The planet Jupiter reaches west quadrature on Monday, August 1, 2011. Any celestial object is said to be at west quadrature whenever it lies 90 degrees west of the sun in our sky.
The planet Jupiter reaches west quadrature tomorrow, on Monday, August 1. Any celestial object is said to be at west quadrature whenever it lies 90 degrees west of the sun in our sky. For example, the moon is always at west quadrature at last quarter moon.
Like the last quarter moon, a planet at west quadrature is seen in the morning sky, usually in the hours between midnight and sunrise. If you’re up during the predawn and dawn hours, it’ll be hard to miss Jupiter. It’s the brightest starlike object to light up the morning sky.Bird's-eye view of the Earth and Jupiter as seen from the north side of solar system plane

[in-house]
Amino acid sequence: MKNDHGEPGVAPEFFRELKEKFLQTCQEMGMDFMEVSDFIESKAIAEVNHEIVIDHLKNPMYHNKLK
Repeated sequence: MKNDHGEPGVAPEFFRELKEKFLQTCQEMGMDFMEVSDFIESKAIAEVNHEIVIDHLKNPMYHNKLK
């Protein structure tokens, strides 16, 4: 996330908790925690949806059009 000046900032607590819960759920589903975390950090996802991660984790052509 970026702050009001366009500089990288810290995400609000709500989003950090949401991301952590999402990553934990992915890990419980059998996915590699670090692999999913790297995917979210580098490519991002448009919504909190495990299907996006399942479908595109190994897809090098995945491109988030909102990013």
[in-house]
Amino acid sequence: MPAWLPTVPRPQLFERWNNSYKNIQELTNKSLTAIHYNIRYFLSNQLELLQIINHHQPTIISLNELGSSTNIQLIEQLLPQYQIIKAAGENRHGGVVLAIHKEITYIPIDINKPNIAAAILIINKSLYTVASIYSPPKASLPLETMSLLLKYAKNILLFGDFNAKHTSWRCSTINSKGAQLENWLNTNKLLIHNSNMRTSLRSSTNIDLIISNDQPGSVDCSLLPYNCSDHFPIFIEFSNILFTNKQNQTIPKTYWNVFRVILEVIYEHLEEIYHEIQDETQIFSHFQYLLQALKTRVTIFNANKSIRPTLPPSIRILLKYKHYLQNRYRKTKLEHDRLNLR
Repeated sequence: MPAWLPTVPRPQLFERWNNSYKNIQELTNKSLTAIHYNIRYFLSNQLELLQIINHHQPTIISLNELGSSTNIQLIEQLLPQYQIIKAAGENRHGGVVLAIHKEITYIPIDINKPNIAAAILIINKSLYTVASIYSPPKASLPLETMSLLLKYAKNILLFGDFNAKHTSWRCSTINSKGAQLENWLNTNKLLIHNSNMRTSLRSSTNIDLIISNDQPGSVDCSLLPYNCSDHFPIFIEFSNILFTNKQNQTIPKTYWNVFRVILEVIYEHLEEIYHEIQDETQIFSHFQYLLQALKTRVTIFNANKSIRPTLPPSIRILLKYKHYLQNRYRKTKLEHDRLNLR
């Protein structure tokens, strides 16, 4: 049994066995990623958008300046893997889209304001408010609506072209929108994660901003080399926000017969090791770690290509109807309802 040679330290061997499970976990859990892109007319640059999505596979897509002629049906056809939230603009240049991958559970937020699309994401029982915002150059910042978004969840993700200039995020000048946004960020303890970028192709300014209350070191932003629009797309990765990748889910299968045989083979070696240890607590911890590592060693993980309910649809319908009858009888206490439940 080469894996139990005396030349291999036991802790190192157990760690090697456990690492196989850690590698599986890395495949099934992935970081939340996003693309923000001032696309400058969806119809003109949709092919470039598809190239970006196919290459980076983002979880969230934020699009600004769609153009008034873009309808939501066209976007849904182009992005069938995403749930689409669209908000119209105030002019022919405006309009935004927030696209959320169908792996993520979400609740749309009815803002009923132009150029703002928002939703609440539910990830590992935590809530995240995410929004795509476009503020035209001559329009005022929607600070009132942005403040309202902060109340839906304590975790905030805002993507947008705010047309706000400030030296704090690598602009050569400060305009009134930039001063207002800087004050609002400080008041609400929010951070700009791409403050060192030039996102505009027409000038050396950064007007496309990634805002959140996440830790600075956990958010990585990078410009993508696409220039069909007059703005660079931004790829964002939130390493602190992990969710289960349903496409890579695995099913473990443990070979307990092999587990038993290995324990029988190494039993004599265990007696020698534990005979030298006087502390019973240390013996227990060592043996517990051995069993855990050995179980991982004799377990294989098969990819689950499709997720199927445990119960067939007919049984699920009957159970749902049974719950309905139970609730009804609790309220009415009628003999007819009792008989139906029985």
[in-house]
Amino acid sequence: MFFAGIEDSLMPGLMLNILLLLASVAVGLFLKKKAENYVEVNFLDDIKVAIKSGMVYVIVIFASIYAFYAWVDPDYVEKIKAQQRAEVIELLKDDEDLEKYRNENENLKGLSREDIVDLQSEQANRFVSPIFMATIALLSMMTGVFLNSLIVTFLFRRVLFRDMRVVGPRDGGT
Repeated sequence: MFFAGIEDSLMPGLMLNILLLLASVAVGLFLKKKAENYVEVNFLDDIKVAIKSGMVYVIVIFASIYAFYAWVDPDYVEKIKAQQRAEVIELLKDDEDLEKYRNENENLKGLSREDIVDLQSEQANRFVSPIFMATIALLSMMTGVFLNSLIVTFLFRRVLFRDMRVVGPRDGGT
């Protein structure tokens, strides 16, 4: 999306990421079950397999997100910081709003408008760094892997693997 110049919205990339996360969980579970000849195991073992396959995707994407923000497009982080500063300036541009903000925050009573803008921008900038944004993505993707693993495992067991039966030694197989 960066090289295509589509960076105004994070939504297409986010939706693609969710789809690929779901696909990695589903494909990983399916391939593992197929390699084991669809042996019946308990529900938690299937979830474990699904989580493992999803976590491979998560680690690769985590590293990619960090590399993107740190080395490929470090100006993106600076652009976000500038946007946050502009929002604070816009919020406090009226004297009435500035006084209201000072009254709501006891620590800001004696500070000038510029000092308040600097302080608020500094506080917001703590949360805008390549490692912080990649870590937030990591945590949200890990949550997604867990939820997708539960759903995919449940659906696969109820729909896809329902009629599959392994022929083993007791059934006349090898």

Unlike the last quarter moon, Jupiter’s disk won’t look half-lit through the telescope. From our vantage point in the inner solar system, far-off Jupiter always looks full from Earth. However, as viewed from our planet, the shadows of Jupiter and its four major moons – Io, Europa, Ganymede and Callisto – angle out at a ...